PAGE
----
Drafting USC 2006: An Analysis

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Drafting USC 2006:  An Analysis
(Photo by Harry How/Getty Images)

At this time three years ago, Southern Cal had played in the National Championship, barely losing to Texas and Vince Young. The Trojans boasted of two Heisman trophy winners, Reggie Bush and Matt Leinhart, leading a phalanx of Trojans into the NFL draft. 

 

11 players were drafted by NFL teams.  Five of them declared early for the draft.  After three NFL seasons, let’s examine how all have fared. 

 

Four of the top five Trojan draftees have become integral parts of their teams:

 

Reggie Bush RB  

Drafted in the first round, second pick (1-2).  Games (G) – 38, Games Started (GS) – 27.  Depth Chart - first string running back (Saints).  Exciting, a good player, but has limitations running from tackle to tackle. 

 

Matt Leinhart QB

(1-10).  G - 21, GS – 16.  Depth Chart - second string QB (Cardinals).  Will he be holding a clipboard until Kurt Warner retires? 

 

Deuce Lutui G

(2-41).  G - 46, GS – 40.  Depth Chart – first string RG (Cardinals).  A serviceable starter, better than average but not outstanding.

 

LenDale White RB

(2-45).  G – 45, GS – 18.  Depth Chart – first string RB (Titans).  Really a second stringer in a two back rotation.  

 

Judging by games played and games started, Lutui has been the most valuable contribution to his team.   Bush and White declared early for the draft that year. 

 

The other seven have not fared as well. 

 

Winston Justice, T.

(2-39), drafted higher than Lutui and White, has been second string for three years on an Eagles team that always seems to be searching for tackles.  G – 12.  GS - 1.  Disappointingly second string material.  Gave up 11 sacks in a game against the New York Giants.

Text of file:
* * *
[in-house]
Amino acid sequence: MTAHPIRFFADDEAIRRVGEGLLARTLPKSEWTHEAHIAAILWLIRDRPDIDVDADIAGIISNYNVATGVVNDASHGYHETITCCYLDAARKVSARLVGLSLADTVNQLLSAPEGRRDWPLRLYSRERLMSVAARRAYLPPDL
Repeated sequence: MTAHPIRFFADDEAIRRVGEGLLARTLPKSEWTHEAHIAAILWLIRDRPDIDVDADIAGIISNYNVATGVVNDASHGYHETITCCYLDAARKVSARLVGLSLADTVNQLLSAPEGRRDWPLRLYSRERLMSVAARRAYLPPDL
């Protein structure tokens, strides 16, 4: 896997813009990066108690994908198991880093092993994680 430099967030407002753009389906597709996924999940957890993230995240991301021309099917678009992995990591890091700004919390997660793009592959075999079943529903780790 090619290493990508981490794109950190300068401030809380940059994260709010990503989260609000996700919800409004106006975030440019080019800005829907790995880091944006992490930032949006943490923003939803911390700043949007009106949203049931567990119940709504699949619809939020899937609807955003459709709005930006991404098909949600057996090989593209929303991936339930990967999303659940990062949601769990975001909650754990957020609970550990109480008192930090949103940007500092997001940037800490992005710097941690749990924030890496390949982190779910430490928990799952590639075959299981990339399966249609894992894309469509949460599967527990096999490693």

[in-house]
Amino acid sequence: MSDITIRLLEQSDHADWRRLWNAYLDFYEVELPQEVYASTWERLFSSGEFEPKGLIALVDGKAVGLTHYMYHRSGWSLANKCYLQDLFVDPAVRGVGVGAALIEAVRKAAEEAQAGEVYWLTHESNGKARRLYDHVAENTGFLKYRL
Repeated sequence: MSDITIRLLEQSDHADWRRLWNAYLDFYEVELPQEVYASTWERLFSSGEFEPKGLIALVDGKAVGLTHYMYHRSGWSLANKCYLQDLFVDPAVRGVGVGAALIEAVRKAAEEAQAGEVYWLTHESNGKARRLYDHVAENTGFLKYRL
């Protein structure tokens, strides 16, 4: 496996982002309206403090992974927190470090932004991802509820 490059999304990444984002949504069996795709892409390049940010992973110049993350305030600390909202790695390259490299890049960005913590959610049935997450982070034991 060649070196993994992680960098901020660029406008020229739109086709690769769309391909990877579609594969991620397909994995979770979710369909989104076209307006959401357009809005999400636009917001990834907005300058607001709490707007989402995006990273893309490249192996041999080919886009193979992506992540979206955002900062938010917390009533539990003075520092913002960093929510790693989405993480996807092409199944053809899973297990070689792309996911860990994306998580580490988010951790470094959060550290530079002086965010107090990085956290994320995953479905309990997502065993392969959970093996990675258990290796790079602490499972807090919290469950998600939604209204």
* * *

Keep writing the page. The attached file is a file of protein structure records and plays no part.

Frostee Rucker, DE

(3-91) has started more games than Justice – G – 16, GS – 4, all last year.  Listed as second string DE, Bengals.  The Bengals will again draft defensive linemen.  Not a bad option in the defensive line rotation.  Holds his own. 

 

Dominique Byrd, TE.

(3-93) is out of the NFL and played two seasons with six receptions. 

 

Darnell Bing, LB

(4-101) is now playing with his third NFL team—the Lions.  He was drafted by Oakland, then played for St. Louis.  He did not play in 2007.   He is listed as Detroit’s third string SLB.  If you can't play for the Raiders or the Rams, can you play third string on the Lions? 

 

David Kirtman, FB

(5-163) Taken by Seattle and is also now playing with his third team, New Orleans.  He also played for San Francisco.  He is not listed on the Saints depth chart.

 

LaJuan Ramsey, DT

(6-204) by Philadelphia.  He played two years with the Eagles and last year with the Indianapolis Colts.  He has had 12 tackles in three seasons, six last year.  G – 19, GS – 0.  He is not listed on the depth chart. 

 

Fred Matua, G

(7-214) by Detroit. Is out of the NFL after two seasons.  G – 0, GS – 0.

 

Those Trojans who have succeeded in the NFL were drafted in the first two rounds and went to teams south of the Mason-Dixon line (extended to the coast).  Is it the lack of experience in cold weather?  Should some have stayed another year?

 

With the average NFL draftees salary at $400,000 per year, clearly the lion’s share goes to the top draft prospects, not Bing, Kirtman, Ramsey or Matua. 

 

Justice, Bing, and Matua declared early for the draft.  The second day rounds get much less than the average.  NFL players average 2.9 years in the league.

 

Tally after three seasons of play for the 2006 Trojans—four players integral to their teams, two second stringers, one third stringer, two scout team players, and two players out of football.   

 

Even on a championship caliber team, you need experience to succeed in the NFL and a degree to fall back on.  Many players feel pressure to help their families and leave early. 

 

Still, Pete Carroll may be right—stay another year and get more experience and a degree.  Or maybe the lesson is that it is very difficult to succeed in the NFL and last longer than three years. 

 

Successful general managers and player development specialists make their money on making the right choices on the second day of the draft.     

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